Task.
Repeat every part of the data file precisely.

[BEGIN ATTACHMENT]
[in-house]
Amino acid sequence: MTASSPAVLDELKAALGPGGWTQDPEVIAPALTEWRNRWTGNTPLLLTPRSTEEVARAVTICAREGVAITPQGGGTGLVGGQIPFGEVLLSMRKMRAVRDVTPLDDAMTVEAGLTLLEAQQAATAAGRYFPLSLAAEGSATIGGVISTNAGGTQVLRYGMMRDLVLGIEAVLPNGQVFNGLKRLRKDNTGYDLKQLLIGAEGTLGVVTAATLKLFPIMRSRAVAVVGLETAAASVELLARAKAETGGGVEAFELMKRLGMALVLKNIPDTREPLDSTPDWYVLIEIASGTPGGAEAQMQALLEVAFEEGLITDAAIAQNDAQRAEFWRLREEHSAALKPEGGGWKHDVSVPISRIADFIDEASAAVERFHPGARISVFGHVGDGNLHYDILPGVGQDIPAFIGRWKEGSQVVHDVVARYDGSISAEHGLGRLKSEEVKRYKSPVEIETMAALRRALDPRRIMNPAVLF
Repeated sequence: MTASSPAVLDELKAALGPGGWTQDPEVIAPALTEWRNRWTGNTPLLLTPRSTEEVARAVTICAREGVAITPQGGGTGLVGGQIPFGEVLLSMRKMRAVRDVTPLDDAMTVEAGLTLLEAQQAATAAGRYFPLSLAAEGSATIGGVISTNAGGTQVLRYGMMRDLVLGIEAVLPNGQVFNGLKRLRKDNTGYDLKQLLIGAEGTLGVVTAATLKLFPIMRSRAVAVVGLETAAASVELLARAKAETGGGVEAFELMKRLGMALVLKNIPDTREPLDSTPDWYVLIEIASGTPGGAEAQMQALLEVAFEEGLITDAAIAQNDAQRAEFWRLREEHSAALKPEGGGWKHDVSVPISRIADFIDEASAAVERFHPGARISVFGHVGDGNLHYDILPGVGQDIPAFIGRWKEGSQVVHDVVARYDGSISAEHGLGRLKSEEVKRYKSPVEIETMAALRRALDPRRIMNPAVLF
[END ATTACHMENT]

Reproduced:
[in-house]
Amino acid sequence: MTASSPAVLDELKAALGPGGWTQDPEVIAPALTEWRNRWTGNTPLLLTPRSTEEVARAVTICAREGVAITPQGGGTGLVGGQIPFGEVLLSMRKMRAVRDVTPLDDAMTVEAGLTLLEAQQAATAAGRYFPLSLAAEGSATIGGVISTNAGGTQVLRYGMMRDLVLGIEAVLPNGQVFNGLKRLRKDNTGYDLKQLLIGAEGTLGVVTAATLKLFPIMRSRAVAVVGLETAAASVELLARAKAETGGGVEAFELMKRLGMALVLKNIPDTREPLDSTPDWYVLIEIASGTPGGAEAQMQALLEVAFEEGLITDAAIAQNDAQRAEFWRLREEHSAALKPEGGGWKHDVSVPISRIADFIDEASAAVERFHPGARISVFGHVGDGNLHYDILPGVGQDIPAFIGRWKEGSQVVHDVVARYDGSISAEHGLGRLKSEEVKRYKSPVEIETMAALRRALDPRRIMNPAVLF
Repeated sequence: MTASSPAVLDELKAALGPGGWTQDPEVIAPALTEWRNRWTGNTPLLLTPRSTEEVARAVTICAREGVAITPQGGGTGLVGGQIPFGEVLLSMRKMRAVRDVTPLDDAMTVEAGLTLLEAQQAATAAGRYFPLSLAAEGSATIGGVISTNAGGTQVLRYGMMRDLVLGIEAVLPNGQVFNGLKRLRKDNTGYDLKQLLIGAEGTLGVVTAATLKLFPIMRSRAVAVVGLETAAASVELLARAKAETGGGVEAFELMKRLGMALVLKNIPDTREPLDSTPDWYVLIEIASGTPGGAEAQMQALLEVAFEEGLITDAAIAQNDAQRAEFWRLREEHSAALKPEGGGWKHDVSVPISRIADFIDEASAAVERFHPGARISVFGHVGDGNLHYDILPGVGQDIPAFIGRWKEGSQVVHDVVARYDGSISAEHGLGRLKSEEVKRYKSPVEIETMAALRRALDPRRIMNPAVLF